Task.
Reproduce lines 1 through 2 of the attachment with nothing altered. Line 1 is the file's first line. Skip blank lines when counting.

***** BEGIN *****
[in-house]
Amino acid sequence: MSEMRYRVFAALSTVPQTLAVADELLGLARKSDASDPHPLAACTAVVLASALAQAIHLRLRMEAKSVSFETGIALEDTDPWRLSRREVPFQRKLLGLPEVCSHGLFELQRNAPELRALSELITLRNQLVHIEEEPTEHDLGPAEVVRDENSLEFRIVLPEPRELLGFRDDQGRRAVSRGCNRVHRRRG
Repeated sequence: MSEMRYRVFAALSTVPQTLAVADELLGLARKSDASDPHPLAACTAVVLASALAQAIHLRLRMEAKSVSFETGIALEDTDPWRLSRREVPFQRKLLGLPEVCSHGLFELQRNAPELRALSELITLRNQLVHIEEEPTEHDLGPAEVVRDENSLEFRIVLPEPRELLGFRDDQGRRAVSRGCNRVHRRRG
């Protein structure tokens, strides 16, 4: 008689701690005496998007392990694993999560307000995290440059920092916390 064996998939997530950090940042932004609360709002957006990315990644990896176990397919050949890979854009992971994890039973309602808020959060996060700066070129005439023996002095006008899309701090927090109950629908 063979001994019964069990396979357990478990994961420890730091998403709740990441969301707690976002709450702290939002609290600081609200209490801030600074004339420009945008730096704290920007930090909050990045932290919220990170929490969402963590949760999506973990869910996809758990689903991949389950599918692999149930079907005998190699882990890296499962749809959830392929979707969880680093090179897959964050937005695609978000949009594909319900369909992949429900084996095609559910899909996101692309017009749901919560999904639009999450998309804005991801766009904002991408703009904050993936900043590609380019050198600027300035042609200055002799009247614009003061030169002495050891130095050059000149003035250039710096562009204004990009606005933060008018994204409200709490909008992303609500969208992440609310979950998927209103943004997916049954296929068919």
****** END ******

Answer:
[in-house]
Amino acid sequence: MSEMRYRVFAALSTVPQTLAVADELLGLARKSDASDPHPLAACTAVVLASALAQAIHLRLRMEAKSVSFETGIALEDTDPWRLSRREVPFQRKLLGLPEVCSHGLFELQRNAPELRALSELITLRNQLVHIEEEPTEHDLGPAEVVRDENSLEFRIVLPEPRELLGFRDDQGRRAVSRGCNRVHRRRG